> Surrounded by Call Centers

        Brings back memories...

        I worked in a development team with 12 developers, a lead and a manager. In a single row of desks.

        Surrounded by 50 call center workers and other only slightly less annoying phone workers like Marketing people and people who just kind used of the company as their plaything because they'd been around quite a while, and of course they're on the phone all day. The CSA's were right there literally back to back, and our client-base was old and vulnerable peopl

        • by houghi ( 78078 )

          There are right ways of doing thiongs and wrong ways of doing things. What seems to be working in Europe is Open Plan per department or parts of departments if they become to big.

          You do not want people from one department mix with people from another department, because their working enviroment is different. I have know departments where when you entered, you could not hear anything. It was as if somebody had died, but they like it that way. The same company a different department there was laughter and noi

      • Re: (Score:3, Informative)

        by Gr8Apes ( 679165 )
        One of the most highly productive companies I worked for in the past had individual near sound-proofed offices for all their developers. The least productive companies all had one thing in common - chairs attached to common tables as desks, the epitome of the cheap open office concept.
    • by nmb3000 ( 741169 ) <nmb3000@that-google-mail-site.com> on Saturday May 30, 2015 @02:23PM (#49805495) Journal

      I disagree strongly that "culture" (a word that's constantly misconstrued by executive trying to justify a horrible workplace) has any bearing on whether an open plan is successful. It much more strongly depends on the type of work being done.

      A police bullpen or typing pool may be fine in a big open area. The same goes for sales and marketing types. However, if you're talking about any work which requires stretches of concentrated effort then it's just a Bad Idea. Engineers? No. Programmers? No. Accountants? No. Any kind of researcher? No.

      the lower real estate costs

      This is the only real reason they're pushing this model. It's a clear terminus of the erosion that's led us from offices, to cubicles, to the little half walls, to just acres of desks. Well, that, and wanting to look hip by copying other companies who are doing it.

      • A police bullpen or typing pool may be fine in a big open area. The same goes for sales and marketing types. However, if you're talking about any work which requires stretches of concentrated effort then it's just a Bad Idea. Engineers? No. Programmers? No. Accountants? No. Any kind of researcher? No.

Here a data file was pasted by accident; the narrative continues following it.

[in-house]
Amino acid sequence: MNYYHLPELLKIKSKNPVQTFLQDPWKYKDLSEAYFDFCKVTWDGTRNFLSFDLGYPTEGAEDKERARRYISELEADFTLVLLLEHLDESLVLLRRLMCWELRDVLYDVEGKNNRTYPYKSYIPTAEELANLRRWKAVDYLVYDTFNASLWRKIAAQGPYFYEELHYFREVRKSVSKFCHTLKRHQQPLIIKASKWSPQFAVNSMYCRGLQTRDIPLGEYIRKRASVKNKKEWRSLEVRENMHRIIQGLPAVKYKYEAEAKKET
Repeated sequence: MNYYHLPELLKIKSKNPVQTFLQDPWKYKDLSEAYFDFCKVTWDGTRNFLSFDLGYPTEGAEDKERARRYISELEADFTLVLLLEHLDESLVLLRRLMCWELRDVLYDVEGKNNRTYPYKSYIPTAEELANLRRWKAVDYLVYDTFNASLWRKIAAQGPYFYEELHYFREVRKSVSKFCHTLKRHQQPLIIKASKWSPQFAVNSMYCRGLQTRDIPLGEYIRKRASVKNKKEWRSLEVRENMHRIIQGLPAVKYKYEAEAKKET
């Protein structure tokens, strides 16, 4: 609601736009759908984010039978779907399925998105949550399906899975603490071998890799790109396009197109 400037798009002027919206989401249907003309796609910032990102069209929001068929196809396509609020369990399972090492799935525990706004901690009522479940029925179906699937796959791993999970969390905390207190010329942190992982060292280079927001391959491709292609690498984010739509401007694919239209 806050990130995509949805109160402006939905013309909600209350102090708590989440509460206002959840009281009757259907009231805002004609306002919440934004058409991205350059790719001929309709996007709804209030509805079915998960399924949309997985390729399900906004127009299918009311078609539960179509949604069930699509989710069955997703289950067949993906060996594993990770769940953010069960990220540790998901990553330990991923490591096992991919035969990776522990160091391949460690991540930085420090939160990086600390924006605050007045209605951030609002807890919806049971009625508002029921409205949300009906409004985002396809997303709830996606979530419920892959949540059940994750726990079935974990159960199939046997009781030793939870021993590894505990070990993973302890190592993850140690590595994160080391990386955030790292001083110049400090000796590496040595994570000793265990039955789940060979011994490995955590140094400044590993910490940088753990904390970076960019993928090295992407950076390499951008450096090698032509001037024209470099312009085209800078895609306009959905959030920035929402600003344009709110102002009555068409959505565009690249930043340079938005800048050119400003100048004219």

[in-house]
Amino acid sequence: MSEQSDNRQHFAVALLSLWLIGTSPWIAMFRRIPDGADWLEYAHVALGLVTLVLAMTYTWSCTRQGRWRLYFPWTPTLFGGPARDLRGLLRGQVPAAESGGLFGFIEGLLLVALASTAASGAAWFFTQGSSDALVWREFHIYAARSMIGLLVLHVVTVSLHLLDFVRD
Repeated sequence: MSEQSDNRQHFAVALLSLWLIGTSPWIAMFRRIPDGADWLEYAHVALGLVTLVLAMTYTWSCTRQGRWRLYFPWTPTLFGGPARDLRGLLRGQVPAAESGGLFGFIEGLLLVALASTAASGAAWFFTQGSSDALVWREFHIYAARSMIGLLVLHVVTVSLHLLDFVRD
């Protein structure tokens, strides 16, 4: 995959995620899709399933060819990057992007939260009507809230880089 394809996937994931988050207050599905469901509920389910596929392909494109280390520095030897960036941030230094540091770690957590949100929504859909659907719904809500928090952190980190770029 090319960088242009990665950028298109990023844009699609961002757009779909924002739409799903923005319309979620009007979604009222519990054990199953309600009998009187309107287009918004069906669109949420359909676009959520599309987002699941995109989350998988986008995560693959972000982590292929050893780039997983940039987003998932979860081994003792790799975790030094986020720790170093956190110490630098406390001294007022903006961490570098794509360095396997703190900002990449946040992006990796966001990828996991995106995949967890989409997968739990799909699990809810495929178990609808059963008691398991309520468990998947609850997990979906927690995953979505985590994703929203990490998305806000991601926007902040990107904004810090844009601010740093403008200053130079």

Have you ever seen a picture of an engineering/drafting office from say... anywhere between the late 1800's and the mid/late 1980's (when draftsmen started to be replaced by computers and the size of said offi

        • by Agripa ( 139780 )

          The engineers would have needed to work in close proximity anyway and back then they lacked as many noisy devices interrupting for attention.

          Stick a phone which rings randomly on every desk and see how it affects the performance of your engineers and programmers.

      • by mjwx ( 966435 )

        A police bullpen or typing pool may be fine in a big open area. The same goes for sales and marketing types. However, if you're talking about any work which requires stretches of concentrated effort then it's just a Bad Idea. Engineers? No. Programmers? No. Accountants? No. Any kind of researcher? No.

        This, different jobs have different requirements. Personally I hate open plan, but I find that if I can communicate quickly with my team it's very helpful. The problem is listening to everyone one else communicating with their team. Having been sat right next to sales, I'd rather be stuck in the dreariest, boxiest cube farm ever devised by Catbert, the evil director of human resources. Sales never shuts up, ever.

        the lower real estate costs

        Its not real estate, its tax.

        Certainly in Australia, a partition is not considered furniture

  • by Snotnose ( 212196 ) on Saturday May 30, 2015 @12:49PM (#49805101)
    Back in the 80s my company was designing a new building for us to move into. Management was excited about the idea of a round lab in the middle of the building, with glass walls so everyone could see the engineers at work. Us guys were pretty unhappy with the idea, but the idea wasn't fully torpedoed until a female engineer said "so you don't want us wearing skirts anymore, huh?"
  • by jazman_777 ( 44742 ) on Saturday May 30, 2015 @12:50PM (#49805103) Homepage
    When something isn't working according to the theory, it's not because it's an incorrect theory, it's because people NEED TO TRY HARDER! More WILL needs to be applied. That is all.
    • by Gr8Apes ( 679165 )